When I got to the Fred Long Centennial park scenic overlook on 219 between Parsons and Thomas it made me glad that I passed though this area before that section of Corridor H was completed, since otherwise I would have missed this spectacular view (to which this compressed pic won't do any justice):



I drove all of Corridor H westbound earlier today and I did not see any notable not-yet-opened overpasses in any stage of substantial completion except, as you note, where the divided highway resumes at Kerens. The construction near Moore was three extremely tall abutments, only one of them looking near completion. No bridge deck will be in place there any time soon.

We stopped at Fred Long Centennial Park and sat on a bench to eat lunch. Good stop, if a bit chilly (52° but with some pretty good wind that made it feel colder). Nice view there. I’ll edit this to add a picture. Thanks for the recommendation.

Not much fall foliage to see yet, unfortunately. Some color near Thomas, but I’d estimate another week elsewhere.

Driving on Corridor H is always a treat. Nice road, nice scenery, no traffic. I think at one point we went 25 miles and only saw one other vehicle.

We took I-675 around the east side of Dayton due to traffic.


Edited to add photo:

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"You know, you never have a guaranteed spot until you have a spot guaranteed."
—Olaf Kolzig, as quoted in the Washington Times on March 28, 2003,
commenting on the Capitals clinching a playoff spot.

"That sounded stupid, didn't it?"—Kolzig, to the same reporter a few seconds later.

Buck87

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Re: Corridor H
« Reply #1202 on: October 02, 2020, 03:40:44 PM »

Thanks for the pic. Nice to see what that view looks like without the fog.
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cpzilliacus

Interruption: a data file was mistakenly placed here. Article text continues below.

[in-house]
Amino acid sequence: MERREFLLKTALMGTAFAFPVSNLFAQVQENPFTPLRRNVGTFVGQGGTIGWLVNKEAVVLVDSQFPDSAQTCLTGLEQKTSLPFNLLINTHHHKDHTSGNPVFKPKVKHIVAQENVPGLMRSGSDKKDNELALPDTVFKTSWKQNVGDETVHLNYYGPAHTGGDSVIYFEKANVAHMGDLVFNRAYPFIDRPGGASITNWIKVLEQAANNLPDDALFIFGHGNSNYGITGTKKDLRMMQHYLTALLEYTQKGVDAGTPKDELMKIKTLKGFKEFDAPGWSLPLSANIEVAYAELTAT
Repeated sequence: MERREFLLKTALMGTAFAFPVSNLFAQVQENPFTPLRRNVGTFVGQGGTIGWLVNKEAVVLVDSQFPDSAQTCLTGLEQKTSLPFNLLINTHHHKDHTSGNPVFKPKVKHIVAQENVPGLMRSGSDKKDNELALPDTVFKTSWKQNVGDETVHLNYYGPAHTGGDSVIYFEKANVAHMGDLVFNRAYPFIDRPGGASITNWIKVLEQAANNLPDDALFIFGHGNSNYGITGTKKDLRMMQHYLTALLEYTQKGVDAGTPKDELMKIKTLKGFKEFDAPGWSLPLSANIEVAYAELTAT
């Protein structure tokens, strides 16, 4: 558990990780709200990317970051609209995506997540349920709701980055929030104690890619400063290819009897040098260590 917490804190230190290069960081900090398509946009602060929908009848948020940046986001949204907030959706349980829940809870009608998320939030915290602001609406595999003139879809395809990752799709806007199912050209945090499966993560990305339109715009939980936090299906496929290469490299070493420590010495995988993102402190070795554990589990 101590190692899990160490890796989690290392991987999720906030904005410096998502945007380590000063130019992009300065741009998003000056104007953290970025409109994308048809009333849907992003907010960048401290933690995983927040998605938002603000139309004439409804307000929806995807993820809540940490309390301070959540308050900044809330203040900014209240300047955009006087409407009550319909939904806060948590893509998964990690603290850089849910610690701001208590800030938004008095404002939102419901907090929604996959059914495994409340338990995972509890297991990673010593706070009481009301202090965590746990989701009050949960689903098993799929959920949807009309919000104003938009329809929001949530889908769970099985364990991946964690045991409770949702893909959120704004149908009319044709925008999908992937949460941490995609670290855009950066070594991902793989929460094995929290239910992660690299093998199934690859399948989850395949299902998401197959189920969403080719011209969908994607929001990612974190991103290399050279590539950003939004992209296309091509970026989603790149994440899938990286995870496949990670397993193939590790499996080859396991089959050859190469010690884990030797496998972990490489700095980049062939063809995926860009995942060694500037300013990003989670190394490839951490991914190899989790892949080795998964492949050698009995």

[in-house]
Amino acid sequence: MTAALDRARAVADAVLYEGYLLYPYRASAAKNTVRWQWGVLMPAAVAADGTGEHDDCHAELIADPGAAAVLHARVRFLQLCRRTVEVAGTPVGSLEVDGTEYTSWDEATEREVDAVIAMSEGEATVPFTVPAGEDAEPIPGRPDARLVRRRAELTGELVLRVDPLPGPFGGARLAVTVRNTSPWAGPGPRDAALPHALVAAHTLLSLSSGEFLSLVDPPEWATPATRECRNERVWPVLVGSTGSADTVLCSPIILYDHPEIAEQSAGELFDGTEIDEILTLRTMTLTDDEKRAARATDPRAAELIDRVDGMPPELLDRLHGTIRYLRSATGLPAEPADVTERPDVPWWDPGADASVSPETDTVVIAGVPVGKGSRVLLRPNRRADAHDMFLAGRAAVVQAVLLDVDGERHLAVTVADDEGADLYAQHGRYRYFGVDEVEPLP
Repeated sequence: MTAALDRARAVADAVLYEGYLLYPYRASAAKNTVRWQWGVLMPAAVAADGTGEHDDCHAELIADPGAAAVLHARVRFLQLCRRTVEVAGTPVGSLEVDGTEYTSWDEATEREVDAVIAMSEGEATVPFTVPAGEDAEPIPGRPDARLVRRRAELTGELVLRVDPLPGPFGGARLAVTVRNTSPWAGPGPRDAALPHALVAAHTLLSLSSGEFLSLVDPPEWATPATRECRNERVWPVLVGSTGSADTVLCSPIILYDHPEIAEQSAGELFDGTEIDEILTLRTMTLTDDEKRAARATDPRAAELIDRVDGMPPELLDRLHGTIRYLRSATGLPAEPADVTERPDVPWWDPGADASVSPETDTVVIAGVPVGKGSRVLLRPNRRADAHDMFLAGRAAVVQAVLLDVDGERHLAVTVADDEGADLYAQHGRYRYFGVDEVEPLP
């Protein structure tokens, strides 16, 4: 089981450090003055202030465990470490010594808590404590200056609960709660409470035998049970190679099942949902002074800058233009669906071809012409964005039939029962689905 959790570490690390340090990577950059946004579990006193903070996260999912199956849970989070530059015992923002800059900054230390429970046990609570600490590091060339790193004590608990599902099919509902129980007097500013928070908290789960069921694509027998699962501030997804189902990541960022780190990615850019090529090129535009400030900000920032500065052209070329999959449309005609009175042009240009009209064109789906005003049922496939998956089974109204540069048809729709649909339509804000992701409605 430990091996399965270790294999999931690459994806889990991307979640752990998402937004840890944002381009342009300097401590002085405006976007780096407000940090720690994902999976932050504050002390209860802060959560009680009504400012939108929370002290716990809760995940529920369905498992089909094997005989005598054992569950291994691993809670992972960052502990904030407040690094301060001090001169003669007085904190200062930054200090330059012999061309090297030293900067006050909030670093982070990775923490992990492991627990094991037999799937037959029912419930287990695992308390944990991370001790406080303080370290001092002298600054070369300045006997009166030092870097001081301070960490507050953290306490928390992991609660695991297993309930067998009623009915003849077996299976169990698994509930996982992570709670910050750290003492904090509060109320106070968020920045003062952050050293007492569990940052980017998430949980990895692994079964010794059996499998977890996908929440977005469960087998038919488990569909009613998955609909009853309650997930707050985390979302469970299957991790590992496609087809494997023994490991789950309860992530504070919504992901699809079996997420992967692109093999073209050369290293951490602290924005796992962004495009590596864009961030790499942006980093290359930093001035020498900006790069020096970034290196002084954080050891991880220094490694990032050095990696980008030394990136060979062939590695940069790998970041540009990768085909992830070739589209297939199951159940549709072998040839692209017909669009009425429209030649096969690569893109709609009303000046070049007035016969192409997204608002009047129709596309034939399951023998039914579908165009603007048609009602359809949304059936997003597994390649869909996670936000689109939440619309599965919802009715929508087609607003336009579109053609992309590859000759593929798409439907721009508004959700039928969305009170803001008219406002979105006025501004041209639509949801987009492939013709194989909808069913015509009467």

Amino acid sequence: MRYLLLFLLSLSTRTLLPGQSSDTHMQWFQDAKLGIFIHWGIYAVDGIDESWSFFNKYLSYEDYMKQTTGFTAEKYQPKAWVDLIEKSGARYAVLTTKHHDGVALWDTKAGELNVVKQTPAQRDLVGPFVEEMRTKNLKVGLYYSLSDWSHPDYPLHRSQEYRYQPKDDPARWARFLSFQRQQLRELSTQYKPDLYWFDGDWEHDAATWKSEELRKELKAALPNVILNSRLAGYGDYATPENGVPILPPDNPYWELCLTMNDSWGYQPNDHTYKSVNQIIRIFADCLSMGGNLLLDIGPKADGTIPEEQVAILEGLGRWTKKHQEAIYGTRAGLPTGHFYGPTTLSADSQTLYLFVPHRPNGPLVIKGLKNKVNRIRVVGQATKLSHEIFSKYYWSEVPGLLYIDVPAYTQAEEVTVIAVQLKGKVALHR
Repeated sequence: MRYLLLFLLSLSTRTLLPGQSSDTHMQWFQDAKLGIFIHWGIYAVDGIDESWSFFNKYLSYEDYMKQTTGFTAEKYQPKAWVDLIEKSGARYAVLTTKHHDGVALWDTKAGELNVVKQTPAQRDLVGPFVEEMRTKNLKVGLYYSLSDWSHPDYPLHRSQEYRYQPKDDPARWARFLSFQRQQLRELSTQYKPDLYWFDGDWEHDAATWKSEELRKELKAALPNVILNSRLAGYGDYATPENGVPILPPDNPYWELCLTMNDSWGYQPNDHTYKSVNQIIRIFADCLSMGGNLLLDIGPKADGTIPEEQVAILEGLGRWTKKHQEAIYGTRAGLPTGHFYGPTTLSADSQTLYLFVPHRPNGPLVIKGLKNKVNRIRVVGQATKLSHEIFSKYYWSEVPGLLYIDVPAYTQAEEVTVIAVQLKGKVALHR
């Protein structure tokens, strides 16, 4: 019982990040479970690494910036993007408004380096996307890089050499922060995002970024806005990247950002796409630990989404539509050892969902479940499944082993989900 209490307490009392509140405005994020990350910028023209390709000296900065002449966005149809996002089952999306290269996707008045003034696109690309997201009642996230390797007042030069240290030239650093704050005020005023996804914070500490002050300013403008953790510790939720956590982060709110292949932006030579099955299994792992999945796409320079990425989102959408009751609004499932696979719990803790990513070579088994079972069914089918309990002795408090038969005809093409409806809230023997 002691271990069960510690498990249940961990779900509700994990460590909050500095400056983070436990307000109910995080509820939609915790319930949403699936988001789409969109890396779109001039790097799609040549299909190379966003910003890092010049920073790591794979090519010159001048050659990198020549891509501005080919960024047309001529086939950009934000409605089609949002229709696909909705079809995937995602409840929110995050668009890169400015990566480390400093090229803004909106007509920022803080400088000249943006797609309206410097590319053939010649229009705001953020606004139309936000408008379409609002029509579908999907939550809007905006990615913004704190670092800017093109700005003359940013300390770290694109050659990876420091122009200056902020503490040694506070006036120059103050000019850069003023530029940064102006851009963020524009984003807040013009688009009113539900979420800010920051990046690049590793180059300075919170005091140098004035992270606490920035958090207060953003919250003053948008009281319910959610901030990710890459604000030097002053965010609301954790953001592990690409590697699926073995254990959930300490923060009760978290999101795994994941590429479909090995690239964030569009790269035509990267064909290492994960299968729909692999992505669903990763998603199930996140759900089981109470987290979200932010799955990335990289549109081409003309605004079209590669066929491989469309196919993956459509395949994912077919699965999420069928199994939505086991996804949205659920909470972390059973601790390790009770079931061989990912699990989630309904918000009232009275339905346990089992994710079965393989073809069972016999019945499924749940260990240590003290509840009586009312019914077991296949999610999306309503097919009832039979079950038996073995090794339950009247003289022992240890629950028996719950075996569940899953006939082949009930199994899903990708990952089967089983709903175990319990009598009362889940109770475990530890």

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Re: Corridor H
« Reply #1203 on: October 02, 2020, 04:22:10 PM »

Thanks for the pic. Nice to see what that view looks like without the fog.

There are many fine views from ADHS Corridor H.  This may well be  a place where the view from the old road will be better than from Corridor H, when the segment between Parsons and Thomas/Davis finally gets built.
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bluecountry

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Re: Corridor H
« Reply #1204 on: October 14, 2020, 03:33:13 PM »

When did corridor H open from Davis to the east?
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1995hoo

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Re: Corridor H
« Reply #1205 on: October 14, 2020, 03:47:14 PM »

When did corridor H open from Davis to the east?

Various times over the years as segments were completed. I believe the most recent portion, from near Davis east to the WV-93 access road down the mountain from the scenic overlook, opened in 2016. Everything east of there was open prior to then; my first trip on that road was in October 2012 on the way home from Dayton and we picked it up at Moorefield after cutting east from Elkins to Seneca Rocks and then north. It was open from there to Wardensville (same eastern endpoint as now), but I don't know how far west it went at the time. The following July we used Corridor H on the way home from Fallingwater and at that time it ended at the WV-93 access road mentioned above.